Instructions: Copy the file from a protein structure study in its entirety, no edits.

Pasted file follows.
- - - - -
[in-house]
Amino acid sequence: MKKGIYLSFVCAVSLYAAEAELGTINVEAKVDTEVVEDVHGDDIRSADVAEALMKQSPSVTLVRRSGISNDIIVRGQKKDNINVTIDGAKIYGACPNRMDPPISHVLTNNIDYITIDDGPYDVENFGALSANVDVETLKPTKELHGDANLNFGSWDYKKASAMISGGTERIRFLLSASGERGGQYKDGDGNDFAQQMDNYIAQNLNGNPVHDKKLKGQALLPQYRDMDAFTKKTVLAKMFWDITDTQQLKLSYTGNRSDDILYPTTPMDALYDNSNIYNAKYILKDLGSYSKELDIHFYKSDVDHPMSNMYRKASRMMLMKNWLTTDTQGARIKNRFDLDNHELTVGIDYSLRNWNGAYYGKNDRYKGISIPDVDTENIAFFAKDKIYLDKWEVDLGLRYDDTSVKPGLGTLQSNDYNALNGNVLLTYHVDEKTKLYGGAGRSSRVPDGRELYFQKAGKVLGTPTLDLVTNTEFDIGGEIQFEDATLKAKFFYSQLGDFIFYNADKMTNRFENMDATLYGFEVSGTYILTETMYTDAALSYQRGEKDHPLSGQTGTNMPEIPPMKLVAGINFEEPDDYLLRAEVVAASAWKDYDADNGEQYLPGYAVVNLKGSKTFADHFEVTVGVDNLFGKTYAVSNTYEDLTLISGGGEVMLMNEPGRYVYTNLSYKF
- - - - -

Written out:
[in-house]
Amino acid sequence: MKKGIYLSFVCAVSLYAAEAELGTINVEAKVDTEVVEDVHGDDIRSADVAEALMKQSPSVTLVRRSGISNDIIVRGQKKDNINVTIDGAKIYGACPNRMDPPISHVLTNNIDYITIDDGPYDVENFGALSANVDVETLKPTKELHGDANLNFGSWDYKKASAMISGGTERIRFLLSASGERGGQYKDGDGNDFAQQMDNYIAQNLNGNPVHDKKLKGQALLPQYRDMDAFTKKTVLAKMFWDITDTQQLKLSYTGNRSDDILYPTTPMDALYDNSNIYNAKYILKDLGSYSKELDIHFYKSDVDHPMSNMYRKASRMMLMKNWLTTDTQGARIKNRFDLDNHELTVGIDYSLRNWNGAYYGKNDRYKGISIPDVDTENIAFFAKDKIYLDKWEVDLGLRYDDTSVKPGLGTLQSNDYNALNGNVLLTYHVDEKTKLYGGAGRSSRVPDGRELYFQKAGKVLGTPTLDLVTNTEFDIGGEIQFEDATLKAKFFYSQLGDFIFYNADKMTNRFENMDATLYGFEVSGTYILTETMYTDAALSYQRGEKDHPLSGQTGTNMPEIPPMKLVAGINFEEPDDYLLRAEVVAASAWKDYDADNGEQYLPGYAVVNLKGSKTFADHFEVTVGVDNLFGKTYAVSNTYEDLTLISGGGEVMLMNEPGRYVYTNLSYKF